Sarnova, Inc. – Dublin, OH
*Sarnova is the leading national specialty distributor of health care products in the emergency medical services (EMS) and respiratory markets. The… Beyond.com
Sarnova, Inc. – Dublin, OH
Sarnova is the leading national specialty distributor of health care products in the emergency medical services (EMS) and respiratory markets. The… Beyond.com
Sarnova – Dublin, OH
Sarnova, a family of companies: Tri-anim Health Care, Bound Tree Medical, EMP & DXE Medical. Sarnova is the leading national specialty distributor… Glassdoor
Sarnova – Dublin, OH
* M&A support, including due diligence and data analysis, deal document management, moderate document drafting, preparation of schedules and exhibits… Glassdoor
- Comp & Benefits
- Work/Life Balance
- Senior Management
- Culture & Values
- Career Opportunities
I worked at Sarnova full-time for more than 3 yearsPros
Decent benefits, especially for working mothers and students.
Decent pay, though I started when the company was still a good company to work for.
Coworkers at the peon level were great people to work with, and I still have friends there.Cons
When I first started at Sarnova, I loved the atmosphere. It was very family-like, with social activities and charities, and a great leader. People would smile and say "Hi" as they passed you in the hall. Everyone knew everyone else by name.
By the time I left, there had been so many changes in leadership and a big influx of people from one particular company, the culture changed quite a bit, and not for the better. Those people were rude, impatient, inconsiderate, and I was personally treated like an administrative assistant by people that weren't even in my department. Many of them weren't even qualified to take the roles, but like it's been mentioned in other reviews, favoritism is rampant in this company.
Instead of the local charities like the care boxes for the troops and Mid-Ohio Food Bank, we stripped down to two national organizations. They both do good things, don't get me wrong, but I felt good about giving to people in my local area, and I'm sure many of the other offices across the country did, too.
Instead of just having a day when employees could relax for little bit and have fun and bond with their coworkers, every social event was turned into a benefit for the two charities. Also, because of the workload, many people felt that they could not attend social events, because it took away from production time or didn't want to go, because why would you want to hang out with people you don't like and treat you like crap?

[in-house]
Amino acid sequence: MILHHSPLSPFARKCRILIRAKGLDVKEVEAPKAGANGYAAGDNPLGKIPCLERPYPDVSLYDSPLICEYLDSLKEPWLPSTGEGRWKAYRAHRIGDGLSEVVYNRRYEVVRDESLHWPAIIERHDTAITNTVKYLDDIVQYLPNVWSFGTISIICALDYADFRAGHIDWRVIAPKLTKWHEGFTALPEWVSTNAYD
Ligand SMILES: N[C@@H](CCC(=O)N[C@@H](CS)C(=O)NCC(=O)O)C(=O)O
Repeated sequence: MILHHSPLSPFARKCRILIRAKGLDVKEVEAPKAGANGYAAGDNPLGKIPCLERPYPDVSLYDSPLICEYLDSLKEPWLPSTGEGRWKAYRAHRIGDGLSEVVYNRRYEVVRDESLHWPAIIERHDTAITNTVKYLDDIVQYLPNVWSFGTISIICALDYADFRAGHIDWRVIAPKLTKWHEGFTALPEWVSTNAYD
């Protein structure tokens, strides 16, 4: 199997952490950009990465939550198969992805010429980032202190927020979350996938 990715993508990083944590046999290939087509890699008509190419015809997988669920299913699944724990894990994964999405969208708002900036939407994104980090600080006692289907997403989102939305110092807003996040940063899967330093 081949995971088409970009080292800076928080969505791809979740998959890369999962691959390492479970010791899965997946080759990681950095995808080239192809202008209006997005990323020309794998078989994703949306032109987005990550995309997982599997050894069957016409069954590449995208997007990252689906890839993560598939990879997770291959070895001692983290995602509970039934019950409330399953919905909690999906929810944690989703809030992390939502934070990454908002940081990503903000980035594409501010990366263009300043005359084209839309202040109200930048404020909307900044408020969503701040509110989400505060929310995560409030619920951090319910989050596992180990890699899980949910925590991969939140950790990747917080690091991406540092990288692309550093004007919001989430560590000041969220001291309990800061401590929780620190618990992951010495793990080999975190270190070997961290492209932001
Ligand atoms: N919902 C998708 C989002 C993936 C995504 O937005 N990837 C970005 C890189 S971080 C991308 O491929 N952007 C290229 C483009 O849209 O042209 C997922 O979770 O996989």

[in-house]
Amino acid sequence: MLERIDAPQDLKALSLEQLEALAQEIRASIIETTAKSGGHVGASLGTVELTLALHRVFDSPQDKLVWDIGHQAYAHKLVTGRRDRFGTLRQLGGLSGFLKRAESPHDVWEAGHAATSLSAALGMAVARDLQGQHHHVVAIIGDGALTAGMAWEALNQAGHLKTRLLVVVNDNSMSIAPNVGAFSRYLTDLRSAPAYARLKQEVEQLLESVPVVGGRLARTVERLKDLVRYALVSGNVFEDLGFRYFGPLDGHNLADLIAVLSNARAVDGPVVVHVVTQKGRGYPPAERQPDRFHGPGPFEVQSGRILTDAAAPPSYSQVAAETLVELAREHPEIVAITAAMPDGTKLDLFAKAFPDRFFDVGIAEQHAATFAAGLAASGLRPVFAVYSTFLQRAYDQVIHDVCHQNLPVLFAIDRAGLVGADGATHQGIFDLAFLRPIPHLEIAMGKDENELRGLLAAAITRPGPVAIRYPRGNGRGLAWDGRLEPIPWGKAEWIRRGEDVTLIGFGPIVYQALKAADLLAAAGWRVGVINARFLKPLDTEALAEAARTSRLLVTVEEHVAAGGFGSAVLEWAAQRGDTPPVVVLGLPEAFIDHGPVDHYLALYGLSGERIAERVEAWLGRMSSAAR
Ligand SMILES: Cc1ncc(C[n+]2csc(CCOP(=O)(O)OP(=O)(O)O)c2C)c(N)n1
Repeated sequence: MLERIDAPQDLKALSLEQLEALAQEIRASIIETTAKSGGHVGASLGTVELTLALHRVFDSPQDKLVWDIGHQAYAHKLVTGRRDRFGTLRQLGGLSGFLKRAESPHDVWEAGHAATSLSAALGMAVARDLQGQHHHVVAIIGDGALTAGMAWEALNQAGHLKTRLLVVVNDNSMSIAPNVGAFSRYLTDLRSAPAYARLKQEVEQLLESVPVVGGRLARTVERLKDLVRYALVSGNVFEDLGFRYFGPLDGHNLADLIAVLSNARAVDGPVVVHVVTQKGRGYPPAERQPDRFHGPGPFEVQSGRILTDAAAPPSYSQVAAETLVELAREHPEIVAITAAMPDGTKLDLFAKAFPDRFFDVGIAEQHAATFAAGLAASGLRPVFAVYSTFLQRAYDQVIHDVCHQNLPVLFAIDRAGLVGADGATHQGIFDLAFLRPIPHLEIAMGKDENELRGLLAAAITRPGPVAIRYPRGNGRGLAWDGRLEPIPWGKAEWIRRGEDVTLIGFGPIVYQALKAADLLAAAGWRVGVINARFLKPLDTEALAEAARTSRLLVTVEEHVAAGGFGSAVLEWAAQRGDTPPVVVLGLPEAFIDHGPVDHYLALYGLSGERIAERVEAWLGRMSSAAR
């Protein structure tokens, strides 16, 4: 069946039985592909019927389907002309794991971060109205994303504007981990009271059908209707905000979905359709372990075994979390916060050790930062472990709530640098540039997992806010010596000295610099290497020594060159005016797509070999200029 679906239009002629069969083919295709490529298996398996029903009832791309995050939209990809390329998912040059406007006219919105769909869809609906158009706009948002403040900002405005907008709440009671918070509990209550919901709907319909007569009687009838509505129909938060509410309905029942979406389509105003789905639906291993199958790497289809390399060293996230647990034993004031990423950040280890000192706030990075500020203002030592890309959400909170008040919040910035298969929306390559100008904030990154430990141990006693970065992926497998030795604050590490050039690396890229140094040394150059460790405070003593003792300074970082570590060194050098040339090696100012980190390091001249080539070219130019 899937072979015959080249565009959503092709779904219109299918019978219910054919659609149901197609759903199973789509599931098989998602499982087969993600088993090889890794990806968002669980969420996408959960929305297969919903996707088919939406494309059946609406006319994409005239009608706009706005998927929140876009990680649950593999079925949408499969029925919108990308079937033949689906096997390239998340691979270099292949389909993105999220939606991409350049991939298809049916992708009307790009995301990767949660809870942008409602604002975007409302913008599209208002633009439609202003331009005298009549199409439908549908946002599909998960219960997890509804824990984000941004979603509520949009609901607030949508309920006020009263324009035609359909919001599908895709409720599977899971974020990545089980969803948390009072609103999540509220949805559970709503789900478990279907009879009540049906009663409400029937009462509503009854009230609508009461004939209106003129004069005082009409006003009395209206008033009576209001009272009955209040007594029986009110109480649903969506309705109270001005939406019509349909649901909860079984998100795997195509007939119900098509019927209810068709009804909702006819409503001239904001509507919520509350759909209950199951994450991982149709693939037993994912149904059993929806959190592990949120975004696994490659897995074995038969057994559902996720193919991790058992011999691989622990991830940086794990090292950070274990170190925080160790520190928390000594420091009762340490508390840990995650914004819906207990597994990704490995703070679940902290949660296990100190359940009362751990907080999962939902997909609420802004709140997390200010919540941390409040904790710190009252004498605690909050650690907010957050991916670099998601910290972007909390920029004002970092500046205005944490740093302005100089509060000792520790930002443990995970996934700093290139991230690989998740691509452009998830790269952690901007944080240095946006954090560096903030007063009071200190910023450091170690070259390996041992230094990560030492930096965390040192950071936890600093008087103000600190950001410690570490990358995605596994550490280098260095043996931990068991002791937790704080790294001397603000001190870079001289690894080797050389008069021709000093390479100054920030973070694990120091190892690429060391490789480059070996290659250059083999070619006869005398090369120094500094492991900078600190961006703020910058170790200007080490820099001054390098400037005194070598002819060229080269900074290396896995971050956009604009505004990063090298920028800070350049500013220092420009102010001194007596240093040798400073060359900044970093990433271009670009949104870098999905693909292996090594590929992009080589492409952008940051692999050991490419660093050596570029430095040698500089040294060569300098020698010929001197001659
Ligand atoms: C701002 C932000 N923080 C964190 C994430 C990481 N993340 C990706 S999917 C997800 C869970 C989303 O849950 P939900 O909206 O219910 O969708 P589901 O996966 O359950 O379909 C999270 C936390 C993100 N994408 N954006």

There was no work-life balance. In my department, overtime was endless; it wasn't the standard 45-50 hours, per week, either; it was consistently 55, 60, sometimes 65 hours, just to be somewhat on track.
Every day, we struggled with our customers (internal) against complaints about the quality and/or time taken to complete a request, while our system did not support the things they needed, and more and more responsibility was poured on top of us as our business need grew but our personnel did not. I know of some people who even had to go on medication specifically to control the stress and anxiety this place produced.
Upper management didn't seem to care, either, as they seemed only to be interested in the bottom line and not the safety and well-being of their employees. Even when we proved by hours worked the justification to add an additional person, our request was denied outright.
It didn't help that we seemed to have a new CEO or president every few months, either. Hank Struik has not been the CEO since 2012, by the way, and the most recent one "retired" a couple of months ago. Every time the company changed leaders, the environment got worse and worse, including the current president, who, at one point, literally yelled at one of his staff to keep the talking and laughter down in his department, because he felt it meant his staff working hard enough, meanwhile having speaker phone meetings with the door open and the F-bomb constantly being dropped by him. He talked about putting our nose to the grindstone in town hall meetings, while our faces had already been ground off, and didn't even have the courtesy to close his door and speak and act like someone who makes at least high six-figures. Part of leadership is leading by example.
As far as career opportunities, unless you had a Bachelor's degree, you could forget any advancement. By the time I left, you even needed a degree to get a senior A/P or A/R position, which is absolutely crazy.
In 2011, the company was named as one of the best places to work in Columbus. Don't believe it. It was good back then, but it is hell now--the biggest mistake you will ever make.Advice to ManagementAdvice
Lead by example.
Let's not forget the Platinum Rule--treat others the way they want to be treated. If you treat your employees like people, instead of resources, you will get so much more out of them, and they will be happy to do it, too.
Hire more people. Almost every department is so overworked, it is causing a decline in quality. The last thing you need is customers going elsewhere.
Those desks in Finance/MarComm need to go. They really put a damper on productivity, because they are so uncomfortable and exposed. If you're any taller than 5'6", you are not able to stretch your legs out and it causes back problems. Contrary to popular belief, productivity does not increase when people are uncomfortable; they are not able to enjoy their job, and they produce sub-par results.Doesn't RecommendNegative OutlookDisapproves of CEO